First Thoughts on Being Back From Haiti

I’m not sure what I want to say. I keep jumping all around in my mind, a nontemporalproximal place.

The number of emotions that sweep over me remain overwhelming.

I feel a sadness now that I’m back. I feel like I’ve died.

I feel a great relief to be back home though. Yet, I hate what home brings with it.

I am acutely aware of the sounds: the low murmur of cars on I-5. The buzz of the street lamps in their orange glow. The people yelling down the street. The cars as they drive past me.

It’s so cold here. I’m not used to sleeping with all these blankets.

I put my ear buds in and play a podcast…not my usual one, but one I would listen to in Haiti. My whitenoise maker reminds me of the airplane engines. I fall asleep.

As I walked to the next gate at the airport, I felt inundated with commercial advertisement. What is this product? Why do I need it? Why the fuck are they even advertising this, nobody needs this.

I keep looking out the window, not wanting this plane ride to end. Planes and airports now remain my last vestige of something that means so much, yet I can’t accurately explain what or why.

I don’t want to collect my bags on the carousel. I don’t want to leave the airport — it means I have to say goodbye.

There’s something special about spending such intimate time with these people. We eat together, we sleep together, we pray together, we ride together, we laugh together, we cry together, we work together. We created a new being — a new life form — that existed for 11 days. It was symbiotic and it will never exist again like it did.

I don’t want to go to sleep, because it means I have to move on.

It feels weird to be alone, knowing there’s no one just around the doorway.

We see each other at church and naturally gravitate toward each other.

We seem different now. Sure, we’ve all taken our hot showers; but it’s not that. We act different.

I don’t want to look at my email. There’s 116 new emails covering at least 50 different topics.

Work, even life here, seems too complicated. Too complex. Too overwhelming. I just want to curl up into a ball and cry.

I want things to be simple again. I want to focus on what’s in front of me right now, not what may or may not happen in two weeks.

3026 photos, that’s a lot of memories. I look at them and replay the trip over in my head. I look at the photos from the very beginning of the trip, from when before we really knew each other. Who are these people?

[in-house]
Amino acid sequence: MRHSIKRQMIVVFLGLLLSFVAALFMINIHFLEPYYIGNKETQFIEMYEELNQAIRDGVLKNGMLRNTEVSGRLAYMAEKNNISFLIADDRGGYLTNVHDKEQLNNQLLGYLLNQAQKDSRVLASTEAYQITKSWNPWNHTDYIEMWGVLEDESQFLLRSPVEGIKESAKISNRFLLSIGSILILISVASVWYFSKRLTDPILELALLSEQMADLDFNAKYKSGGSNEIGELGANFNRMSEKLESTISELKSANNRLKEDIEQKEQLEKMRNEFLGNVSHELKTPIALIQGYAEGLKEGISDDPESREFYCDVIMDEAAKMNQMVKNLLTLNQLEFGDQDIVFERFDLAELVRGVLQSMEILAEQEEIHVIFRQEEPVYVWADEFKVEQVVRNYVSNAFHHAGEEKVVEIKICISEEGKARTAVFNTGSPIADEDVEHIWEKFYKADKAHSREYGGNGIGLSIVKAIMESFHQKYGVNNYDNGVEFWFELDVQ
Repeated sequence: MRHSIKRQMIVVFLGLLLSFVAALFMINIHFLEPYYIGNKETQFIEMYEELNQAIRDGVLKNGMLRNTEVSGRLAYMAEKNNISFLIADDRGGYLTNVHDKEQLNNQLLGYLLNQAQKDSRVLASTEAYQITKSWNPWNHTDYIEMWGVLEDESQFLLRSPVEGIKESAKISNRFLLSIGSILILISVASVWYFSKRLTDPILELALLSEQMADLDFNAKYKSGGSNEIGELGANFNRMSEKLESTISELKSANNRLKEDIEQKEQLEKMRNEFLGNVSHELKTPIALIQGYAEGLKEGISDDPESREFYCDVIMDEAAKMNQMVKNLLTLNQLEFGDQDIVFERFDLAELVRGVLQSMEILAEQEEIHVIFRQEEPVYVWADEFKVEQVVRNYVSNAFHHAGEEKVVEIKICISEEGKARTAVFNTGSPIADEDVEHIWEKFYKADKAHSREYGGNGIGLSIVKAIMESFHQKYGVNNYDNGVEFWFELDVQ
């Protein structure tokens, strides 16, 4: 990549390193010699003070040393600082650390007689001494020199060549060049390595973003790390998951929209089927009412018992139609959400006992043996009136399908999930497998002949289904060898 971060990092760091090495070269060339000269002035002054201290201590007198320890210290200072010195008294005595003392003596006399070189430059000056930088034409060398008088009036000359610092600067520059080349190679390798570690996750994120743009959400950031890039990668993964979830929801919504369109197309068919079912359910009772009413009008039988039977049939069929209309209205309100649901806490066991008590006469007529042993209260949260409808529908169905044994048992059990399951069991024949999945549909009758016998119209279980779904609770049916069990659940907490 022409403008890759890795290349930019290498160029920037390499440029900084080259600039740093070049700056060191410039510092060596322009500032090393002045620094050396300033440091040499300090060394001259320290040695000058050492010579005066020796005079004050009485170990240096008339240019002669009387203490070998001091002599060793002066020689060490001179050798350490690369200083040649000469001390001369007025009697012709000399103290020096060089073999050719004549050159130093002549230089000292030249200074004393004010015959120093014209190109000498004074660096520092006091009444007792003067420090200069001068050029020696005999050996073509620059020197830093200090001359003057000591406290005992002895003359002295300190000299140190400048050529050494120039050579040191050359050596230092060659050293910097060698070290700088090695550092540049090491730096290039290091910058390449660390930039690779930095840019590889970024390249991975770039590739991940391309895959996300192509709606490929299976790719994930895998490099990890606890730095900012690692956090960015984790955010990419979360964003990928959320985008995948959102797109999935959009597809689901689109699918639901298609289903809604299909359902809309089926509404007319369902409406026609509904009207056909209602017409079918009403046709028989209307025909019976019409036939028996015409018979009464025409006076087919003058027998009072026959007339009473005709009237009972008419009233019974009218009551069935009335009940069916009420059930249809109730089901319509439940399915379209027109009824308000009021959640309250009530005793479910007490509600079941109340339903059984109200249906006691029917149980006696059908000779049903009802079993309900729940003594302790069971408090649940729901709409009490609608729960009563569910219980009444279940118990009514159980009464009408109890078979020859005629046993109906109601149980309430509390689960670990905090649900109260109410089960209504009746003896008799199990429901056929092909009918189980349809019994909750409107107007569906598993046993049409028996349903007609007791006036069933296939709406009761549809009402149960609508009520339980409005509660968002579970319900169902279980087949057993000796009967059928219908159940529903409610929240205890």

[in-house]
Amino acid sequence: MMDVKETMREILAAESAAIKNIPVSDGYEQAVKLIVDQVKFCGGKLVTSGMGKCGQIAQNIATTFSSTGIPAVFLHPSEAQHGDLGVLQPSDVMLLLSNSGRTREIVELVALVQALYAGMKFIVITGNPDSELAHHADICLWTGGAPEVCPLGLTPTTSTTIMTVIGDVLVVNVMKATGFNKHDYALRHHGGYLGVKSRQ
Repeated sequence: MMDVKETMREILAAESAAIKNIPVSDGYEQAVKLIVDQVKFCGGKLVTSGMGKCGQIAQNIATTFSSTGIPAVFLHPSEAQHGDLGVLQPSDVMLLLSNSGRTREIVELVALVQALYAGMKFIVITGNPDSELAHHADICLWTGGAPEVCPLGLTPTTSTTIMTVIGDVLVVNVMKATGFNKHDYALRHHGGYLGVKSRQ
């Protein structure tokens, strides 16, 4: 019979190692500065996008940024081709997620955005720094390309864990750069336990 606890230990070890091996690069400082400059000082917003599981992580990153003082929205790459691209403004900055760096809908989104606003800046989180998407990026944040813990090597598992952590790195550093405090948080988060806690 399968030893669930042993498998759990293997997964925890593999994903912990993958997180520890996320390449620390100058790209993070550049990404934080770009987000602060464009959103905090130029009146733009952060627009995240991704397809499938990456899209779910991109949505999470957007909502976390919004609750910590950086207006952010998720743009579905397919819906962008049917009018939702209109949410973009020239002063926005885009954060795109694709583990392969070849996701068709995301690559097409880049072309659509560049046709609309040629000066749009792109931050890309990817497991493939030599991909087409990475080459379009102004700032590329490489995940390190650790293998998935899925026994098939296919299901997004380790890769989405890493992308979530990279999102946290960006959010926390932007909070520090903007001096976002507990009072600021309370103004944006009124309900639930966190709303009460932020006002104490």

Coming back this time was different. Last time, I was excited to be home because I didn’t know when I was going to get home. This time though, I could anticipate getting home. I knew almost precisely when I would land.

There was no large contingent of people waiting with bated breath for us at the airport. Just our parents, significant others, or roommates.

We sang our song one last time. It was beautiful, amazing, poignant, awesome…just like Haiti was.

I don’t know if I want to go back. I love the simplicity of it. I love Bruce and Deb. I love to see what God is doing. But I hate the politics. I hate that things don’t make sense. I hate that people sometimes try to take advantage of me because I’m “blan”1; it doesn’t feel good when I’m trying to help.

I don’t want to let go of that feeling of being down there. I want to hold it close to me. But I don’t know how to do that and still live and work here.

I don’t know what’s next. I just want to feel that way again.


  1. white 

Going Back To Haiti

In case you didn’t know, I’m going back to Haiti and leaving in just over two weeks! I wanted to share with you my support letter and ask that you consider partnering with me or directly with Haiti:


Dear Friends,

Just over a year ago, I had an amazing opportunity to go on a mission trip to Haiti.

It was a chance, I thought, for God to use my talents for His glory. I assumed that as a college-educated engineer still wet behind the ears, I would show Haiti all the amazing things that could be done with a little bit of math, some ingenuity, and elbow grease.

I am humbled to report that I was wrong. Well, at least wrong about what talents God would be using.

Before leaving for Haiti, I was praying with Jon Epps, the director of Convergence (the young adults group at church). I was feeling ambivalent about so many things in life. Jon prayed that “God would rock [my] world,” and He really did…in every sense of the word (we were there during the earthquake).

I can’t fix Haiti. My skills as an engineer focus mostly on sensing, control, and communication; not designing hurricane strength aqua ducts, constructing bridges over raging rivers, or building earthquake resistant homes (because nothing is ever really earthquake proof). I suppose it’s a good thing that I’m not supposed to fix Haiti. Sometimes it takes a little smack from God to remind me of that.

There is something I can do though. I can engage Haitians. I can come alongside them as best I know how and show them God’s love and compassion. I can do the work that God laid out using the tools He has equipped me with, even if they aren’t the tools I thought I would be using.

I can also come back and tell my story, which I’ve had the opportunity to do as a guest writer in The Oredigger (my alma mater’s student newspaper), and in the UPC Times (my church newspaper), in addition to my pictures and posts on my blog. I’ve also had the pleasure of talking in person with many people at work, church, and around town about my experience and the issues facing Haiti.